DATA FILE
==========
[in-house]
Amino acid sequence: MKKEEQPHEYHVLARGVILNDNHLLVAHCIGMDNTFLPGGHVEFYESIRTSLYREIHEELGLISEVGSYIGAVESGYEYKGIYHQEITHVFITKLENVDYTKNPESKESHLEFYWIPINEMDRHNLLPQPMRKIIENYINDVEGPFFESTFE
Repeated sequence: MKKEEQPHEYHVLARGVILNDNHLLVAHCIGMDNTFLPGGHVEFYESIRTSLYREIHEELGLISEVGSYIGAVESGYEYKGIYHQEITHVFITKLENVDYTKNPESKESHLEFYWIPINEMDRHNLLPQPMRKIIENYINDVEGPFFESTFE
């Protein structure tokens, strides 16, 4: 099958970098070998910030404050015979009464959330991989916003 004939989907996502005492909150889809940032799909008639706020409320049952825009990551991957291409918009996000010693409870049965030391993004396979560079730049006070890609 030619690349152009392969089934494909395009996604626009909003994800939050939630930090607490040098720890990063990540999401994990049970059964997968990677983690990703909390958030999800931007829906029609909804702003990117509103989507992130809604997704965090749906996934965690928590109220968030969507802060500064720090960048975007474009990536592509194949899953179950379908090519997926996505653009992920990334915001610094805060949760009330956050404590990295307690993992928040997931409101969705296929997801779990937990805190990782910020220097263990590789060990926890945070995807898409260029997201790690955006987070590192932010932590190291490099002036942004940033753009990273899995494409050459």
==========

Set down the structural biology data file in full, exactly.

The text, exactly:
[in-house]
Amino acid sequence: MKKEEQPHEYHVLARGVILNDNHLLVAHCIGMDNTFLPGGHVEFYESIRTSLYREIHEELGLISEVGSYIGAVESGYEYKGIYHQEITHVFITKLENVDYTKNPESKESHLEFYWIPINEMDRHNLLPQPMRKIIENYINDVEGPFFESTFE
Repeated sequence: MKKEEQPHEYHVLARGVILNDNHLLVAHCIGMDNTFLPGGHVEFYESIRTSLYREIHEELGLISEVGSYIGAVESGYEYKGIYHQEITHVFITKLENVDYTKNPESKESHLEFYWIPINEMDRHNLLPQPMRKIIENYINDVEGPFFESTFE
């Protein structure tokens, strides 16, 4: 099958970098070998910030404050015979009464959330991989916003 004939989907996502005492909150889809940032799909008639706020409320049952825009990551991957291409918009996000010693409870049965030391993004396979560079730049006070890609 030619690349152009392969089934494909395009996604626009909003994800939050939630930090607490040098720890990063990540999401994990049970059964997968990677983690990703909390958030999800931007829906029609909804702003990117509103989507992130809604997704965090749906996934965690928590109220968030969507802060500064720090960048975007474009990536592509194949899953179950379908090519997926996505653009992920990334915001610094805060949760009330956050404590990295307690993992928040997931409101969705296929997801779990937990805190990782910020220097263990590789060990926890945070995807898409260029997201790690955006987070590192932010932590190291490099002036942004940033753009990273899995494409050459």